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F1 marshal quits Saudi Arabian GP role after tweet hoping for Lewis Hamilton crash

The marshal sent a tweet, hoping for the seven-time world champion to have a big crash at the Saudi Arabian GP

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A marshal working at the Saudi Arabian Grand Prix has been forced to leave his role for this weekend’s event in Jeddah, after tweeting he hoped Lewis Hamilton would have a similar crash to Romain Grosjean‘s fiery accident from the 2020 Bahrain GP.

Grosjean suffered severe burns to his hands when he crashed on the opening lap of the race in Sakhir, as his Haas car was split in half and erupted in flames.

On Saturday morning, the marshal tweeted a message in Arabic which translated to: “I hope he [Hamilton] has an accident like Romain in Bahrain.”

Later in the day, the marshal’s Twitter account, which is no longer available to the public, issued an apology.

“I would like to apologise to SAMF (Saudi Arabian Motorsport Federation) and Lewis and announce my resignation from my duties on track,” read the tweet.

Mercedes’ Lewis Hamilton in action during Bahrain GP REUTERS/Hamad I Mohammed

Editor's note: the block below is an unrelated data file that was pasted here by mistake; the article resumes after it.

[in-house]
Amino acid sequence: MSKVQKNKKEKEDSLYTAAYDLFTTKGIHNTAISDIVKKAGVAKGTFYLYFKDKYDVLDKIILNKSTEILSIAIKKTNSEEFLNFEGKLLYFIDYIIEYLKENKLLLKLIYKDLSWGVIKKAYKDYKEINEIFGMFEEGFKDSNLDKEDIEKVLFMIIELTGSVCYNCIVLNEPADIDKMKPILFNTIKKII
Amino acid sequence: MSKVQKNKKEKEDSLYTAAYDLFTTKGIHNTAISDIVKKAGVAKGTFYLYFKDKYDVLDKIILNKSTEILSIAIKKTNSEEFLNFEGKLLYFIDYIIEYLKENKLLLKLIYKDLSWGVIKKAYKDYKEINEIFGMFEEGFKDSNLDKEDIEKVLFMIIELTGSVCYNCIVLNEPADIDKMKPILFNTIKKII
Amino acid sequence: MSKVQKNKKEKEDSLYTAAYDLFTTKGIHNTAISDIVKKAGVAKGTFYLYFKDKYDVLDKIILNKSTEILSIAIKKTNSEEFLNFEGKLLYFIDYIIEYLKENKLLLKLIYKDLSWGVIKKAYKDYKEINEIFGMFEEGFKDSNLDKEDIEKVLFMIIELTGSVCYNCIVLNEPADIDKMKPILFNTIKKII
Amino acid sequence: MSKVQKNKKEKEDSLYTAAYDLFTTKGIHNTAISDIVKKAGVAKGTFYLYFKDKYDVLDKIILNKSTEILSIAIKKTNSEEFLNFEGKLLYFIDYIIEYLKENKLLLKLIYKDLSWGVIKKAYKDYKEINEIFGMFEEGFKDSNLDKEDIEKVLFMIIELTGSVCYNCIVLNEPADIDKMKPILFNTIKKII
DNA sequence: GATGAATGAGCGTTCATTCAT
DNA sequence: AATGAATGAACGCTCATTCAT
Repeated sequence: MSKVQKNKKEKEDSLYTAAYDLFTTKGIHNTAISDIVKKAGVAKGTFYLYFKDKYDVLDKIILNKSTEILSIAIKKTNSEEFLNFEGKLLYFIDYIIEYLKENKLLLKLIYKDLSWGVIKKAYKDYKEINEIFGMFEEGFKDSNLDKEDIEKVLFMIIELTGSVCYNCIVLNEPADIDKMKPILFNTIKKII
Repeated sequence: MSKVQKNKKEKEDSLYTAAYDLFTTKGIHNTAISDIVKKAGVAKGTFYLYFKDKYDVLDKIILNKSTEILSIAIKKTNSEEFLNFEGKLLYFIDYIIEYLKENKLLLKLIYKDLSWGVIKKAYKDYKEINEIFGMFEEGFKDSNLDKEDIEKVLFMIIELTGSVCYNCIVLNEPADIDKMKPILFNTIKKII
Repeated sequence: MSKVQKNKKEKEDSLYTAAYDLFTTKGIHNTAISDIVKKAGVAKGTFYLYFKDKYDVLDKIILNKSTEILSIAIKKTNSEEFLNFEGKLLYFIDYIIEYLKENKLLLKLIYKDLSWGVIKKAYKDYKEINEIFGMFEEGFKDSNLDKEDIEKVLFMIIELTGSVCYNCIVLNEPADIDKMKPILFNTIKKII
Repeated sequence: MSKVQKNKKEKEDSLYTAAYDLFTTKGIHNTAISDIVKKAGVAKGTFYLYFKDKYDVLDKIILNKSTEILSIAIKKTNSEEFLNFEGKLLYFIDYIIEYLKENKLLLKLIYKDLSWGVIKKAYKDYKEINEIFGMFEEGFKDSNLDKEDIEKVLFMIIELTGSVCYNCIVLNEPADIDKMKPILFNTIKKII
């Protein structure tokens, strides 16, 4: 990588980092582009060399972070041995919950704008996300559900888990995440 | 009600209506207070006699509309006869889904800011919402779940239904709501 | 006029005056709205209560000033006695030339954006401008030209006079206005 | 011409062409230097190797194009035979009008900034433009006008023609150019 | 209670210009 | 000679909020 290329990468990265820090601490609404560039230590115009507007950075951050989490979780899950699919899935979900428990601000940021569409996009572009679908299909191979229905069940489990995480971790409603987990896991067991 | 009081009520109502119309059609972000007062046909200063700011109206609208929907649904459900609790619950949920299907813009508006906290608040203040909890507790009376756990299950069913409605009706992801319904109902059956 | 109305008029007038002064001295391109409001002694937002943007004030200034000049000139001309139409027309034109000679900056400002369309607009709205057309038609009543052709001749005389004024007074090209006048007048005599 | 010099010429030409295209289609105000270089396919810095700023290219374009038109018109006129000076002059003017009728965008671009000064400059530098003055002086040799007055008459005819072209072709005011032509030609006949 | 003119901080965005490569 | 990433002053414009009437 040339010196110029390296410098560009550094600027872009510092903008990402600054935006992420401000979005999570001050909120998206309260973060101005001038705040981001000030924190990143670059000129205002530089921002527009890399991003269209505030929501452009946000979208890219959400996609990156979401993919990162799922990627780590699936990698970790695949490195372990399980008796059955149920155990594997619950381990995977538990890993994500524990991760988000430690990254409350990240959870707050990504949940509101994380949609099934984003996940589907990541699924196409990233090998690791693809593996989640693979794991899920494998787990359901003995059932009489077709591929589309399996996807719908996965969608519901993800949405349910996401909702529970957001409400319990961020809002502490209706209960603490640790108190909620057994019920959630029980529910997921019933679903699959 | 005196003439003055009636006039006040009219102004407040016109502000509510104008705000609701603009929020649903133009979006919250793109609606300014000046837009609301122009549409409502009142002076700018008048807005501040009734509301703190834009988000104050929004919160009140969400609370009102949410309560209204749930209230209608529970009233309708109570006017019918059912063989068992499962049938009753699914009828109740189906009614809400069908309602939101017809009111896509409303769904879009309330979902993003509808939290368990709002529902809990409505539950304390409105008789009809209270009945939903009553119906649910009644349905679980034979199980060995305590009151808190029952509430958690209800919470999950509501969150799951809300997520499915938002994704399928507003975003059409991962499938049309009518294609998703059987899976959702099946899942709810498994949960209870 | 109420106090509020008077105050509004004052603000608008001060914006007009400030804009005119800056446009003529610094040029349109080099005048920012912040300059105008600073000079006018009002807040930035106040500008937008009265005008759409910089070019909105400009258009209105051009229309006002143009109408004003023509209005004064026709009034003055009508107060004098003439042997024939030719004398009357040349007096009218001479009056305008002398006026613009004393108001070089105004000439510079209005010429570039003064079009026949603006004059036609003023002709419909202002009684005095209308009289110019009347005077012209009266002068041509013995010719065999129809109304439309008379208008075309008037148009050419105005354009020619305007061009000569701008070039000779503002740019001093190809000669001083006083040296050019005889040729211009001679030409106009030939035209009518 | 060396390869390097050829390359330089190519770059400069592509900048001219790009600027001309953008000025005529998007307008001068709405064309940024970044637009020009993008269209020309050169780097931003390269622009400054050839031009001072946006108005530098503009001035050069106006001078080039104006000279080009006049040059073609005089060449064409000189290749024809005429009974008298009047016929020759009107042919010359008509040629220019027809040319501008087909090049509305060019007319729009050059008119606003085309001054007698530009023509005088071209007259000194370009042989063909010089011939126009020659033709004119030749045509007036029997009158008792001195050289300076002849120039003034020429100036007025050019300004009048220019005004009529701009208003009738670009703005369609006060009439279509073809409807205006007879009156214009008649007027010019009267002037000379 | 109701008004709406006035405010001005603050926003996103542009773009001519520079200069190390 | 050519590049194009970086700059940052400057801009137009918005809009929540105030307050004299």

A controversial F1 weekend

The marshal’s tweet is the latest controversy at the Saudi Arabian GP, after a missile strike took place at a nearby oil facility in Jeddah.

F1 decided to continue with the race weekend, after a four-and-a-half hour long meeting between F1 officials, drivers, team bosses, and the FIA, as well as the local authorities who assured everyone would be safe.

Some drivers clearly didn’t want to race, and needed persuading that measures were in place to ensure their safety.

“On seeing the smoke from the incident, it was difficult to remain a fully focused race driver and erase natural human concerns,” read a statement from the Grand Prix Drivers’ Association.

“Consequently we went into long discussions between ourselves, with our team principals, and with the most senior people who run our sport.

“A large variety of opinions were shared and debated and, having listened not only to the F1 powers but also to the Saudi government ministers – who explained how security measures were being elevated to the maximum – the outcome was a resolution that we would practise and qualify today and race tomorrow.”

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